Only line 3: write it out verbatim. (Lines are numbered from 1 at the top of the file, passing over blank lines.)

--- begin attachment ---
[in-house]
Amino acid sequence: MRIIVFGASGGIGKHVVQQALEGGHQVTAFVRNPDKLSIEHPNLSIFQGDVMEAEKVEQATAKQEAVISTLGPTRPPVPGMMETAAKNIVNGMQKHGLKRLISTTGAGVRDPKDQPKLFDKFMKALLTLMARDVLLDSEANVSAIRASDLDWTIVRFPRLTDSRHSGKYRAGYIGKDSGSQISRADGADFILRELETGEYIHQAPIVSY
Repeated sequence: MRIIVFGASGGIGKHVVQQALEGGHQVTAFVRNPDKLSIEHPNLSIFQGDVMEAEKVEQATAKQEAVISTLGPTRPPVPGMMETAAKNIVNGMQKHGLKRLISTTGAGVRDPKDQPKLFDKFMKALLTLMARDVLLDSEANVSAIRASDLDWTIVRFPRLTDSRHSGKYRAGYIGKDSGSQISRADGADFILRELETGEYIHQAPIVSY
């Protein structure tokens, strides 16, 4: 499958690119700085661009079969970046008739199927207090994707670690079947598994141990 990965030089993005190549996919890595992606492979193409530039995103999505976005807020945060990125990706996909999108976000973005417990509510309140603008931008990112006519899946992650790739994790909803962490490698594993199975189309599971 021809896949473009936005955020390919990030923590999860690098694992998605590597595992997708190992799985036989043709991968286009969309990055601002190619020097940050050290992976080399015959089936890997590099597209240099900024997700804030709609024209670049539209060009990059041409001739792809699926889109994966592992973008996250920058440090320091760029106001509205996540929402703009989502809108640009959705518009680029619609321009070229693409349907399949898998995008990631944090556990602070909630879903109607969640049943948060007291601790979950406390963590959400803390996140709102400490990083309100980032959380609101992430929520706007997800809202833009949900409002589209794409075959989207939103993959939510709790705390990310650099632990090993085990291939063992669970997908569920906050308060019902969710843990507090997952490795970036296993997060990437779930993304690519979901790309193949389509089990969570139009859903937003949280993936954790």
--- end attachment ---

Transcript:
Repeated sequence: MRIIVFGASGGIGKHVVQQALEGGHQVTAFVRNPDKLSIEHPNLSIFQGDVMEAEKVEQATAKQEAVISTLGPTRPPVPGMMETAAKNIVNGMQKHGLKRLISTTGAGVRDPKDQPKLFDKFMKALLTLMARDVLLDSEANVSAIRASDLDWTIVRFPRLTDSRHSGKYRAGYIGKDSGSQISRADGADFILRELETGEYIHQAPIVSY